One of my two students had a bad cold when he showed up at the apartment, so we stopped at Walgreen's to buy some decongestant, then drove down to the South Beach Lot and parked next to Luis and Leo's cars, where we geared up. The thinner student carried two 2 pound weights and heavier student carried four 2 pound weights. I would carry two 2's and two 3's so I could trade. Ended up trading with the thinner student, who couldn't get down with only 4 pounds, but did well with 6. Go figure. The heavier student had trouble with his BCD. He kept filling it with the pressure inflator and complained when the emergency release valve would activate and he heard the air hissing. He thought there was a leak, so he would press the inflator button again. He had problems getting down, as well. His ears were a bit of a problem, but the real problem is that he can't control his breathing. He's all over the place and when he tries to adjust his BCD, you never know what he is going to do. When he grabbed the inflator and tried to take air out, he pressed the inflator button and filled the thing up. We swam out past the algae patch and the heavier student was getting low on air, so we turned the dive and came in. We came up just past the swim buoys because he was really low and I didn't want any problems. Thought I was breathing well, but ended up blowing through 1200 psi. Dive Time was 43 minutes; my air consumption rate was 28.49 psi/minute at 20 feet; SAC rate was 19.59 psi/minute; and my RMV was 0.51 ft3/minute. Really poor control.
I had hoped to work through the table problems during our surface interval, but one student did not bring his problems. Maybe he didn't do them. In any event, they re-took the quizzes they had not passed and each of them failed this second time.
The thinner student stuck with six pounds and we brought heavier student down to 6 pounds for the second dive. He looks to me like he has more body fat than I do, but he is apparently more muscle. Once he learns to breath correctly, he could probably lose another 2 pounds. We swam out past the swim buoys and went down. The heavier student started down then swam frantically to the surface and thrashed about. He had forgotten to turn his air on after Luis helped him with his regulator. He could have orally inflated his BCD then either reached back to turn on the air or even taken the BCD off to turn on the air, but he was too busy pressing the inflator button and treading water in a panic to solve his own problem. When he calmed down, we descended again. This time, he could not get the air out of his BCD. He was horizontal in the water and not holding the deflator hose up so he could not deflate his BCD. He may have been pressing the inflator button, as well. I just couldn't see well enough. Finally got him down and he joined us and we set off to the East. Saw a Loggerhead Turtle, at least I think it was a Loggerhead. Its face looked vaguely like a Green turtle, but the shell was large and smooth like a Loggerhead. I don't take pictures any more, since I flooded my camera. Luis may have gotten the shot but hasn't downloaded, edited or posted his photos. We were a little South of where we should have been and maybe a bit West, still. Never saw the Jacks but we were on the tiered reef. Maybe too far South for the Jacks. When the heavier student signalled that he had only 1200 psi, both students and I turned the dive and headed for the beach. Leo and Luis stayed to finish their dive. This time I did better with my breathing. RMV was 0.41 ft3/mintue and the dive was 77 minutes. Not bad for their second dive.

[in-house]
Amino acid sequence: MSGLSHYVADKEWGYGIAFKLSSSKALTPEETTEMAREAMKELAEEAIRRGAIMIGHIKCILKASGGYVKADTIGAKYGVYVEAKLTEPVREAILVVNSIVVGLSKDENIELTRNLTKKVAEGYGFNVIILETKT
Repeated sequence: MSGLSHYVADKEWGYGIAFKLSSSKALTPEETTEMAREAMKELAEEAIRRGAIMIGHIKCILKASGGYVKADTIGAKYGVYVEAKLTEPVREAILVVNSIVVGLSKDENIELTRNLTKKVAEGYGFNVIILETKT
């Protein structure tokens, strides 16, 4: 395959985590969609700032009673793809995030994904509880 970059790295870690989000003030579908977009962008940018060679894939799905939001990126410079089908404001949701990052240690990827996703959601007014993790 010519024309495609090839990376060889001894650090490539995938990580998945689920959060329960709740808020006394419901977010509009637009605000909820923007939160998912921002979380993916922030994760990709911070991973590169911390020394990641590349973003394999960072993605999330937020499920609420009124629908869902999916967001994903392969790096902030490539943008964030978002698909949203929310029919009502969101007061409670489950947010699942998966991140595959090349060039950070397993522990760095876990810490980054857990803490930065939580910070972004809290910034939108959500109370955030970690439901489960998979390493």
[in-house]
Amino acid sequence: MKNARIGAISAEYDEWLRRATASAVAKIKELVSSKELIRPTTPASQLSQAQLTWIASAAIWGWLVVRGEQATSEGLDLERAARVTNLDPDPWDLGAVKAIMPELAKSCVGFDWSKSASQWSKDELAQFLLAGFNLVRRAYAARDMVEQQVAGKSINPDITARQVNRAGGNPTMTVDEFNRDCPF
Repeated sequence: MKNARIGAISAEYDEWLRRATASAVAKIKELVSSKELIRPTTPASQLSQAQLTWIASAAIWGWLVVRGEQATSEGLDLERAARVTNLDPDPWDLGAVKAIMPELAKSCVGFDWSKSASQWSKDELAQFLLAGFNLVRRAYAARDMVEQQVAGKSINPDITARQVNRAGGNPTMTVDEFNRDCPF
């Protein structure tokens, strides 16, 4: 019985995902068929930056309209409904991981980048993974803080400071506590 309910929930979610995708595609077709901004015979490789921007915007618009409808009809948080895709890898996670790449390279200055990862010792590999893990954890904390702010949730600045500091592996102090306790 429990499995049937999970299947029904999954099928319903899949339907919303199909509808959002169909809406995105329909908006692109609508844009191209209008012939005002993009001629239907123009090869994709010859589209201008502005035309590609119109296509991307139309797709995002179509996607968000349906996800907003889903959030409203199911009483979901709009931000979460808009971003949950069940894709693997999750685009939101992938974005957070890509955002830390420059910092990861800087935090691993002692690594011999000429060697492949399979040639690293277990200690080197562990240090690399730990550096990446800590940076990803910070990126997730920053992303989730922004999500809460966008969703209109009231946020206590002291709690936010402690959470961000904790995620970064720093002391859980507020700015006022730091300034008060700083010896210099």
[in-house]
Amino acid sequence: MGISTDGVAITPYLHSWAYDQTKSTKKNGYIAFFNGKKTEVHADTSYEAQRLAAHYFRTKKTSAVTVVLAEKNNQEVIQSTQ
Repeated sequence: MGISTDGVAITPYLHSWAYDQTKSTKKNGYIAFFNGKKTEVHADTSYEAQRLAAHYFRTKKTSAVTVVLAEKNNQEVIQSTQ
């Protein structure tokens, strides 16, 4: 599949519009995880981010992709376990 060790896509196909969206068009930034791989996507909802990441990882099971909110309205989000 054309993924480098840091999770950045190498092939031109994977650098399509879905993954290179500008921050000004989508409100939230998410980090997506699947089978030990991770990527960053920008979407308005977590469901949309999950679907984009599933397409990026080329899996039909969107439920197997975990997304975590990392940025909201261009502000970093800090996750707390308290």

17 October 2014
Up early, but didn't make it to the beach until about 8:45 am. Went to the South Beach lot. It's just easier than fighting for one of the five spots available on A1A. Geared up and got in the water. Air was cooler than it has been; the water, too, but it was warmer than the air: 80.6 degrees. My tank pressure increased when I got in. Descended to about 14 ft just at the swim buoys and moved slowly across the algae to the sand and then onto the reef. Didn't see anything familiar. Probably got set to the South. Saw a Goldspotted Eel, though I had to look it up when I got home. Really do miss my camera. I liked having photos of the fish I spotted and I enjoyed reliving and reexamining the dive as I edited pictures after the dive. I miss that. Air Consumption rate was 21.64 psi/minute at a maximum depth of 23 feet. My SAC rate was 14.57 psi/minute and the RMV was 0.38 ft3/minute.
14 October 2014
Took Monday off. Just stayed in bed and and enjoyed my own little pity party. Between the stress of finding parking and the fact that I can't get to Tower 17 and the Big Coral Knoll, I just don't feel the same need to dive. I got to the South Beach parking lot around 8:00 am, but took my time gearing up and getting in the water. The beach was windy with odd cross-currents. Still, I got out okay and descended over the algae patch. Visibility was terrible: less than 2 ft over the sand and not much better until I got into 18 feet of water. Visibility never got good. Maybe 5-8 feet at best. Swam due East not really looking for the jacks, but wouldn't mind knowing where I was. I never found the Jacks, think I was too far North because of the current. Once I got to the reef, I found some fish and things got a little more interesting, but there really isn't that much life there, at least not compared to the Big Coral Knoll.